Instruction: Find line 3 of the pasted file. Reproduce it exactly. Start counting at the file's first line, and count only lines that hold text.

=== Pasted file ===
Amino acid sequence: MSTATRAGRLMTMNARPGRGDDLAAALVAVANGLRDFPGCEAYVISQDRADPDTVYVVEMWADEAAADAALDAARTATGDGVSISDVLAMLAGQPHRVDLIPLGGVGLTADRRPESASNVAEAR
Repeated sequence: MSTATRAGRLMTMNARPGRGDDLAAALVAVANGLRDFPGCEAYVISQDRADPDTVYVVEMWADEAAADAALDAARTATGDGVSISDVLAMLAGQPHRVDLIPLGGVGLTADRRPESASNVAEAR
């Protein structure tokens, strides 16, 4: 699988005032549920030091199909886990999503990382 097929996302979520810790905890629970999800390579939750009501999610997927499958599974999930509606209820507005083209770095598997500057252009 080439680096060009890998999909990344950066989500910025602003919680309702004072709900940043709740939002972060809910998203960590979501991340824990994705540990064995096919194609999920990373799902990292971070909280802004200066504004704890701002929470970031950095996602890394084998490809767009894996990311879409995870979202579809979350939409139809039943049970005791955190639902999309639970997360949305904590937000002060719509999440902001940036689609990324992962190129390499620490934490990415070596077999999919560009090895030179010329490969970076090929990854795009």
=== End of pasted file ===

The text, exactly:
């Protein structure tokens, strides 16, 4: 699988005032549920030091199909886990999503990382 097929996302979520810790905890629970999800390579939750009501999610997927499958599974999930509606209820507005083209770095598997500057252009 080439680096060009890998999909990344950066989500910025602003919680309702004072709900940043709740939002972060809910998203960590979501991340824990994705540990064995096919194609999920990373799902990292971070909280802004200066504004704890701002929470970031950095996602890394084998490809767009894996990311879409995870979202579809979350939409139809039943049970005791955190639902999309639970997360949305904590937000002060719509999440902001940036689609990324992962190129390499620490934490990415070596077999999919560009090895030179010329490969970076090929990854795009």